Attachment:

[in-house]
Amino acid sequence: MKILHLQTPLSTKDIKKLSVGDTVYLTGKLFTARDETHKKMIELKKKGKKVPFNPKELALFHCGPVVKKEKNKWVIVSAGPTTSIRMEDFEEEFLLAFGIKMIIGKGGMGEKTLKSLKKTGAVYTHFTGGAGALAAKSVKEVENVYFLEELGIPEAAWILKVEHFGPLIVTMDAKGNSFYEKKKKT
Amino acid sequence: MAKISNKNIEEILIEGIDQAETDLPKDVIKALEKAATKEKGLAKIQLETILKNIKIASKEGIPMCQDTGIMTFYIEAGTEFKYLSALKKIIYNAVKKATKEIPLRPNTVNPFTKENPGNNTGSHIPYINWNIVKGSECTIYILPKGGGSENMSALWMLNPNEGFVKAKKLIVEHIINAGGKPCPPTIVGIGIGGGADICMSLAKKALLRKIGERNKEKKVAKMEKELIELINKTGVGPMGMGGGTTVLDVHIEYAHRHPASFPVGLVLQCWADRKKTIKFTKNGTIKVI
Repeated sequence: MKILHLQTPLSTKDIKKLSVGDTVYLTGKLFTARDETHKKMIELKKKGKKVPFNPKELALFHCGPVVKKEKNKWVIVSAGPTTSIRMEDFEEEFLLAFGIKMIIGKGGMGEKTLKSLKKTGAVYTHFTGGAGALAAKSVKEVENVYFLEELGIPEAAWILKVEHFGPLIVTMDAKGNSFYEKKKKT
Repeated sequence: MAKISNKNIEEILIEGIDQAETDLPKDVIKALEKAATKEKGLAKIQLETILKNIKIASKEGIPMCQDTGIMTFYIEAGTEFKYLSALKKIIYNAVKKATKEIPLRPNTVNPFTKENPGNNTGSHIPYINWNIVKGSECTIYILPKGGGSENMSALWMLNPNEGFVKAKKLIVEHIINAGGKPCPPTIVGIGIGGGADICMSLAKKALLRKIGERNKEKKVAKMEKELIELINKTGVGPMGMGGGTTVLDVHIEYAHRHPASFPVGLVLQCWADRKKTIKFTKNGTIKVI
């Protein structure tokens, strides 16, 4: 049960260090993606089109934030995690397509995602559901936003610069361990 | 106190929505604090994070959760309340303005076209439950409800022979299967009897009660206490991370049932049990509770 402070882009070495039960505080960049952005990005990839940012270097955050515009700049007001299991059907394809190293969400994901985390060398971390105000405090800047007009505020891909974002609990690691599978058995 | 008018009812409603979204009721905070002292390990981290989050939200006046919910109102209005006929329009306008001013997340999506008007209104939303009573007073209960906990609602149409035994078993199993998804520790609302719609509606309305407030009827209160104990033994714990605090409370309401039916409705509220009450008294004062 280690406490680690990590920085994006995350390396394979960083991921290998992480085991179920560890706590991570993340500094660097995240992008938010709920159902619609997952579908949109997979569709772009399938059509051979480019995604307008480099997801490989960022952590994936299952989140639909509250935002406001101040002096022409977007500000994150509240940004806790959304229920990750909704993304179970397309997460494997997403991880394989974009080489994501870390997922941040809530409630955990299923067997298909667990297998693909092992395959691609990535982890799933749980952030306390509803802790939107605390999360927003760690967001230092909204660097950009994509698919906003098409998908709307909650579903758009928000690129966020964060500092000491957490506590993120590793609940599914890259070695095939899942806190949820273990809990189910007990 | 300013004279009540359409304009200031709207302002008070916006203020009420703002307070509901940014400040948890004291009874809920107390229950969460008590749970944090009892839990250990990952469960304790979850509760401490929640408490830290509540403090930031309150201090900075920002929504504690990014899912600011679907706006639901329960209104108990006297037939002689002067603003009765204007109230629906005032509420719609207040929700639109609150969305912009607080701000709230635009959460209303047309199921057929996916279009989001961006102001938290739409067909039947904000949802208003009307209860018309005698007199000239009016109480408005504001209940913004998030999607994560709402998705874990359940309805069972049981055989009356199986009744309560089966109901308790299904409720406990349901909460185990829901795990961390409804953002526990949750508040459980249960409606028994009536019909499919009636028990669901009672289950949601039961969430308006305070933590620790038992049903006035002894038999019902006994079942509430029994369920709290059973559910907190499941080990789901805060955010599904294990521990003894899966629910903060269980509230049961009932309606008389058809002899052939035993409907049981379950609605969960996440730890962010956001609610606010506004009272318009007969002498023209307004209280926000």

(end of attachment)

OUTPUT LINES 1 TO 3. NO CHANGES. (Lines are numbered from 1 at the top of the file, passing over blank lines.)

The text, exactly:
[in-house]
Amino acid sequence: MKILHLQTPLSTKDIKKLSVGDTVYLTGKLFTARDETHKKMIELKKKGKKVPFNPKELALFHCGPVVKKEKNKWVIVSAGPTTSIRMEDFEEEFLLAFGIKMIIGKGGMGEKTLKSLKKTGAVYTHFTGGAGALAAKSVKEVENVYFLEELGIPEAAWILKVEHFGPLIVTMDAKGNSFYEKKKKT
Amino acid sequence: MAKISNKNIEEILIEGIDQAETDLPKDVIKALEKAATKEKGLAKIQLETILKNIKIASKEGIPMCQDTGIMTFYIEAGTEFKYLSALKKIIYNAVKKATKEIPLRPNTVNPFTKENPGNNTGSHIPYINWNIVKGSECTIYILPKGGGSENMSALWMLNPNEGFVKAKKLIVEHIINAGGKPCPPTIVGIGIGGGADICMSLAKKALLRKIGERNKEKKVAKMEKELIELINKTGVGPMGMGGGTTVLDVHIEYAHRHPASFPVGLVLQCWADRKKTIKFTKNGTIKVI